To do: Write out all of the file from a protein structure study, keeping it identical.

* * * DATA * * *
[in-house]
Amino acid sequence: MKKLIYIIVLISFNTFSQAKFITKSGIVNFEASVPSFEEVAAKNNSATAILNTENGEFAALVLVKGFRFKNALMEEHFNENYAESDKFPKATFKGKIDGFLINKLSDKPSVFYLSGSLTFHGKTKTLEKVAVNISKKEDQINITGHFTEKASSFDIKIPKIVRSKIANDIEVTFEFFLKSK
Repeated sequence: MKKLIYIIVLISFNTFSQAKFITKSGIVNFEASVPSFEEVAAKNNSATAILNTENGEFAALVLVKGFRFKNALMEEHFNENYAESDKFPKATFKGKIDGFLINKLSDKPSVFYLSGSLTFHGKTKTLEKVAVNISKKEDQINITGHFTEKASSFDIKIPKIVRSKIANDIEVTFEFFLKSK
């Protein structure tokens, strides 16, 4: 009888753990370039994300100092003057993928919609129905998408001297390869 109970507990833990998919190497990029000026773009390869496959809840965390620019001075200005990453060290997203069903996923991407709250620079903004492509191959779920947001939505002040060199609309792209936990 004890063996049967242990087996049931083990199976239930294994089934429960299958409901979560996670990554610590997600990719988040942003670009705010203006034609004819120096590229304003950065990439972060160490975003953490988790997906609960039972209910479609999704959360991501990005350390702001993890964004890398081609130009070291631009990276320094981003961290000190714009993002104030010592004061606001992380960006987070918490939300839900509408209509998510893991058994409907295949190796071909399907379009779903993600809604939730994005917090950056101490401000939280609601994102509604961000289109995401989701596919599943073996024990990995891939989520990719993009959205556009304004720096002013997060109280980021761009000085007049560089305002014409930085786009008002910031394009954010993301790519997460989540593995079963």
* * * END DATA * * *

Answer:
[in-house]
Amino acid sequence: MKKLIYIIVLISFNTFSQAKFITKSGIVNFEASVPSFEEVAAKNNSATAILNTENGEFAALVLVKGFRFKNALMEEHFNENYAESDKFPKATFKGKIDGFLINKLSDKPSVFYLSGSLTFHGKTKTLEKVAVNISKKEDQINITGHFTEKASSFDIKIPKIVRSKIANDIEVTFEFFLKSK
Repeated sequence: MKKLIYIIVLISFNTFSQAKFITKSGIVNFEASVPSFEEVAAKNNSATAILNTENGEFAALVLVKGFRFKNALMEEHFNENYAESDKFPKATFKGKIDGFLINKLSDKPSVFYLSGSLTFHGKTKTLEKVAVNISKKEDQINITGHFTEKASSFDIKIPKIVRSKIANDIEVTFEFFLKSK
């Protein structure tokens, strides 16, 4: 009888753990370039994300100092003057993928919609129905998408001297390869 109970507990833990998919190497990029000026773009390869496959809840965390620019001075200005990453060290997203069903996923991407709250620079903004492509191959779920947001939505002040060199609309792209936990 004890063996049967242990087996049931083990199976239930294994089934429960299958409901979560996670990554610590997600990719988040942003670009705010203006034609004819120096590229304003950065990439972060160490975003953490988790997906609960039972209910479609999704959360991501990005350390702001993890964004890398081609130009070291631009990276320094981003961290000190714009993002104030010592004061606001992380960006987070918490939300839900509408209509998510893991058994409907295949190796071909399907379009779903993600809604939730994005917090950056101490401000939280609601994102509604961000289109995401989701596919599943073996024990990995891939989520990719993009959205556009304004720096002013997060109280980021761009000085007049560089305002014409930085786009008002910031394009954010993301790519997460989540593995079963």